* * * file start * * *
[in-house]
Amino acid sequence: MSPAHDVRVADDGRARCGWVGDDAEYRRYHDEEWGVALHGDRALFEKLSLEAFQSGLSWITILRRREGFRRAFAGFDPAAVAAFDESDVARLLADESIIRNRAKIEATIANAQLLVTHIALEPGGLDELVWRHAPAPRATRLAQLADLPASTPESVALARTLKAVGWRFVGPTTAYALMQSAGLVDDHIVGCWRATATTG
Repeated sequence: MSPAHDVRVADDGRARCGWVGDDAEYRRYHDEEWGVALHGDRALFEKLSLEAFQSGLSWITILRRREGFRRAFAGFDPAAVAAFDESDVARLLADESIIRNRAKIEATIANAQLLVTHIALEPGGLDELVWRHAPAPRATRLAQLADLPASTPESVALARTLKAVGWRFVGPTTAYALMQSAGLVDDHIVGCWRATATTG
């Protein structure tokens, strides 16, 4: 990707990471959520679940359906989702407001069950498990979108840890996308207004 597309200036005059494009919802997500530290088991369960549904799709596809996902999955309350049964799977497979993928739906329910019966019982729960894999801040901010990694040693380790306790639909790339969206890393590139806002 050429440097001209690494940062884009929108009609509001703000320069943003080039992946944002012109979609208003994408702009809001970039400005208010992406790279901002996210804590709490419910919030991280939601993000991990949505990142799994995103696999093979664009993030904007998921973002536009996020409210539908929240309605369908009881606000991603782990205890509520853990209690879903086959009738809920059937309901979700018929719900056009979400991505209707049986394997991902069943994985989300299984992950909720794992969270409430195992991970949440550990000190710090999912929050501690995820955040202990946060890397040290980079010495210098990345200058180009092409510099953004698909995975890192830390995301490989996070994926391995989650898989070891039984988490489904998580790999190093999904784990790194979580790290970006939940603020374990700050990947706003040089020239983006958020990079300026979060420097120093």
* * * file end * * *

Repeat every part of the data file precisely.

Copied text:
[in-house]
Amino acid sequence: MSPAHDVRVADDGRARCGWVGDDAEYRRYHDEEWGVALHGDRALFEKLSLEAFQSGLSWITILRRREGFRRAFAGFDPAAVAAFDESDVARLLADESIIRNRAKIEATIANAQLLVTHIALEPGGLDELVWRHAPAPRATRLAQLADLPASTPESVALARTLKAVGWRFVGPTTAYALMQSAGLVDDHIVGCWRATATTG
Repeated sequence: MSPAHDVRVADDGRARCGWVGDDAEYRRYHDEEWGVALHGDRALFEKLSLEAFQSGLSWITILRRREGFRRAFAGFDPAAVAAFDESDVARLLADESIIRNRAKIEATIANAQLLVTHIALEPGGLDELVWRHAPAPRATRLAQLADLPASTPESVALARTLKAVGWRFVGPTTAYALMQSAGLVDDHIVGCWRATATTG
């Protein structure tokens, strides 16, 4: 990707990471959520679940359906989702407001069950498990979108840890996308207004 597309200036005059494009919802997500530290088991369960549904799709596809996902999955309350049964799977497979993928739906329910019966019982729960894999801040901010990694040693380790306790639909790339969206890393590139806002 050429440097001209690494940062884009929108009609509001703000320069943003080039992946944002012109979609208003994408702009809001970039400005208010992406790279901002996210804590709490419910919030991280939601993000991990949505990142799994995103696999093979664009993030904007998921973002536009996020409210539908929240309605369908009881606000991603782990205890509520853990209690879903086959009738809920059937309901979700018929719900056009979400991505209707049986394997991902069943994985989300299984992950909720794992969270409430195992991970949440550990000190710090999912929050501690995820955040202990946060890397040290980079010495210098990345200058180009092409510099953004698909995975890192830390995301490989996070994926391995989650898989070891039984988490489904998580790999190093999904784990790194979580790290970006939940603020374990700050990947706003040089020239983006958020990079300026979060420097120093």